172. The Weight Engineer’s Approach to the Problem of Fatigue in Aircraft Structures


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S Sichveland, F M DeGraan, R H Trelease: 172. The Weight Engineer’s Approach to the Problem of Fatigue in Aircraft Structures. 1958.



The structure of an aircraft must be designed to be fatigue resistant. This is a reasonable statement, and one with which no straight thinking aircraft engineer will argue, for it is based on the principle of ‘safety before all else’. The designing of structures to be fatigue resistant can be said to be mandatory. What does this mean to the Weight Engineer: does it imply that large weight penalties will be incurred, and if so how can these penalties be held to a minimum? These are a few of the questions which the authors of this paper have attempted to answer by defining ‘The Weight Engineers Approach to the Problem of Fatigue in Aircraft Structures’.
To assist the Weight Engineer to better understand the problem of fatigue, the paper has been designed in a series of three steps or parts leading the engineer through from the basic principles of the problem to the practical aspect of structural failure from fatigue.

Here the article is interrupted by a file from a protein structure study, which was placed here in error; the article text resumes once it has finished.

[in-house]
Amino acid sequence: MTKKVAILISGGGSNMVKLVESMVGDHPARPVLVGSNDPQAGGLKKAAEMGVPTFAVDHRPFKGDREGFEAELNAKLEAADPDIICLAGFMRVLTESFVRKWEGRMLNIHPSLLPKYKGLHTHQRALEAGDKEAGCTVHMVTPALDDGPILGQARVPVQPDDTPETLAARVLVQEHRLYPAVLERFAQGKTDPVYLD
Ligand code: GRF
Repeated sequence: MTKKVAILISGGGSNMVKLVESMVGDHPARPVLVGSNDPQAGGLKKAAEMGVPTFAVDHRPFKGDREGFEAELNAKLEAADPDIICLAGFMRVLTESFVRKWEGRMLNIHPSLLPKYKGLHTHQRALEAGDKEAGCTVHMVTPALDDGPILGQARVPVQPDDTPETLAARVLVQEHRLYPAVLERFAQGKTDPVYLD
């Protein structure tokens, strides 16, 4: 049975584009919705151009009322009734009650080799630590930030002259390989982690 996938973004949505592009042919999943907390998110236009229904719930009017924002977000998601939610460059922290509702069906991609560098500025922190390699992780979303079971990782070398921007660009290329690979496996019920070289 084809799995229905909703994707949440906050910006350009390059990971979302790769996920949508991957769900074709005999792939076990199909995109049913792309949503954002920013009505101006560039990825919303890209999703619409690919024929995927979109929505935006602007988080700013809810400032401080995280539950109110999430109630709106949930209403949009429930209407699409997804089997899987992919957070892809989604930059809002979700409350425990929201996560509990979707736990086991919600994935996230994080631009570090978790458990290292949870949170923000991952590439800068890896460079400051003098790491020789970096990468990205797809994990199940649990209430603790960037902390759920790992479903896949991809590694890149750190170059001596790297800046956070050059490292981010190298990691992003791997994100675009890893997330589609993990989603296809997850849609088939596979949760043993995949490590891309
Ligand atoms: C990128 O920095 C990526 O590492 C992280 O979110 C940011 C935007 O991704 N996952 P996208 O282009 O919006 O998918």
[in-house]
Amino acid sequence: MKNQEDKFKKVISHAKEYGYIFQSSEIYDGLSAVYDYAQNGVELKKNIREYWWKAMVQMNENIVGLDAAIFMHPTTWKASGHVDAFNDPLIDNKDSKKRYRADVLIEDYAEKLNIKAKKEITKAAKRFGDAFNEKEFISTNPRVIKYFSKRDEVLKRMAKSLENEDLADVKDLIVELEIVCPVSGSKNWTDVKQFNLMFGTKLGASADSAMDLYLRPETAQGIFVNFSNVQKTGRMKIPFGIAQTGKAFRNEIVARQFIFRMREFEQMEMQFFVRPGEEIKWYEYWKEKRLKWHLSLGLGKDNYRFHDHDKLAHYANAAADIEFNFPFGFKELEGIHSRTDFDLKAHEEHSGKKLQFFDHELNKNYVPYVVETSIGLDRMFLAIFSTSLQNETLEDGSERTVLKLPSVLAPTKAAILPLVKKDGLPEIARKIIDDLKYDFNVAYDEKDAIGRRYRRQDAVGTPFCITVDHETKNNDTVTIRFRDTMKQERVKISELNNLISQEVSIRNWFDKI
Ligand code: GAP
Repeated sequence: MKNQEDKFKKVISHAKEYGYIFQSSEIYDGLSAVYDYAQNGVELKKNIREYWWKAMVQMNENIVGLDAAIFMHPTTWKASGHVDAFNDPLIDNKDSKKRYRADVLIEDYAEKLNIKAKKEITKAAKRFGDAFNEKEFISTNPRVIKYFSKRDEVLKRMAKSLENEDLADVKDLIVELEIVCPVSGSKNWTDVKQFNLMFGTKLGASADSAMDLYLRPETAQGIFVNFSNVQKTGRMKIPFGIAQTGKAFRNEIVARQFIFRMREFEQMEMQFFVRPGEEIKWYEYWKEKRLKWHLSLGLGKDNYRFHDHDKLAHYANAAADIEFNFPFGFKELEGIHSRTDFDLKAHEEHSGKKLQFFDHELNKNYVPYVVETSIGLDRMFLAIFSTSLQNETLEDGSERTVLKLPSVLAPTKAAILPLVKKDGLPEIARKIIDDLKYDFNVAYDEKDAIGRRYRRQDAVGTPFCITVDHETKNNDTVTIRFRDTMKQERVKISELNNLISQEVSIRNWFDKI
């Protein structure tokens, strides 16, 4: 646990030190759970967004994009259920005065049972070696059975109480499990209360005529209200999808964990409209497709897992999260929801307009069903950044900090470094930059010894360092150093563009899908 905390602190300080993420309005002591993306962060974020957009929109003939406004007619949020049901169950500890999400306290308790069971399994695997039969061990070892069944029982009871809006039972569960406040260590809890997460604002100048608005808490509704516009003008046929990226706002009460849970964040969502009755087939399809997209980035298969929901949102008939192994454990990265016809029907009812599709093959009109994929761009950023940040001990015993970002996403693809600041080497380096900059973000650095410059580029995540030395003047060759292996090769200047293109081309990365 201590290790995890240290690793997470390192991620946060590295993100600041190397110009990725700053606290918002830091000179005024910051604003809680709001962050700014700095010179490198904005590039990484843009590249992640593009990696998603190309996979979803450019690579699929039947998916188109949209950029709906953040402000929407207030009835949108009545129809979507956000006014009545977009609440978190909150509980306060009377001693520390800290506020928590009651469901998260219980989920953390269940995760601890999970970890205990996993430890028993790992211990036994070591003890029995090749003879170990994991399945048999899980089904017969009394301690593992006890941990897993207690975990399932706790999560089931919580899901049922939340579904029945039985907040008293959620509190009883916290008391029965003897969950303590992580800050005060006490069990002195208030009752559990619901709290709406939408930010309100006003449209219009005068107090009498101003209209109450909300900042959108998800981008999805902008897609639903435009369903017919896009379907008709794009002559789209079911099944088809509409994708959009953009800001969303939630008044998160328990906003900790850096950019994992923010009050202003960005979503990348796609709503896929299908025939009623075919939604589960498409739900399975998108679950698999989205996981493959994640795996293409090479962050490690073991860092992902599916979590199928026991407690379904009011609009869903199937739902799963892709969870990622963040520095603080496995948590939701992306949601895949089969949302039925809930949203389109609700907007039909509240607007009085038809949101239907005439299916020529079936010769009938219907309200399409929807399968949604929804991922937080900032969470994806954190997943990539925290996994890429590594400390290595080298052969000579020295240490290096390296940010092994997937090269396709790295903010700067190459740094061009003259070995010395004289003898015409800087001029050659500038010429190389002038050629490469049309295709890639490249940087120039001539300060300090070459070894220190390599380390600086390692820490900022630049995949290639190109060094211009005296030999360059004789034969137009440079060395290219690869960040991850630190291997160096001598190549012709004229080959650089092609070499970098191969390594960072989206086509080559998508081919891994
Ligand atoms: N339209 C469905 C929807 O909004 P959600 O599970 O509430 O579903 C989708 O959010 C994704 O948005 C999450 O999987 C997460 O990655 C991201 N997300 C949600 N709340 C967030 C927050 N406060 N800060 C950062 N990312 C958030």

Part I – Fatigue in Structural Materials
Part I introduces the problem and describes the mechanism of fatigue failure in the crystal structure of the material. The resistance to fatigue in relation to mechanical strength for various materials is briefly described.
Part II – The Problem of Fatigue in Aircraft Structures
This second part of the paper is partially historical, recalling the accidents which ought the problem out of the laboratory and placed it squarely in the lap of the Aircraft engineer. The causes of these accidents are discussed together with the preventive methods which have been adopted by structural engineers to ensure that such catastrophes will not occur again. The two basic preventive methods are described and compared.
Part III – The Approach of the Weight Engineer to the Design of Fatigue Resistant Structures
Part III discusses the implications of designing fatigue resistant structures and the weight penalties which can be incurred by over insuring the structure. The weight engineers approach to the problem is also considered. The fatigue resistance properties end weight advantages of several unconventional methods of construction are highlighted.


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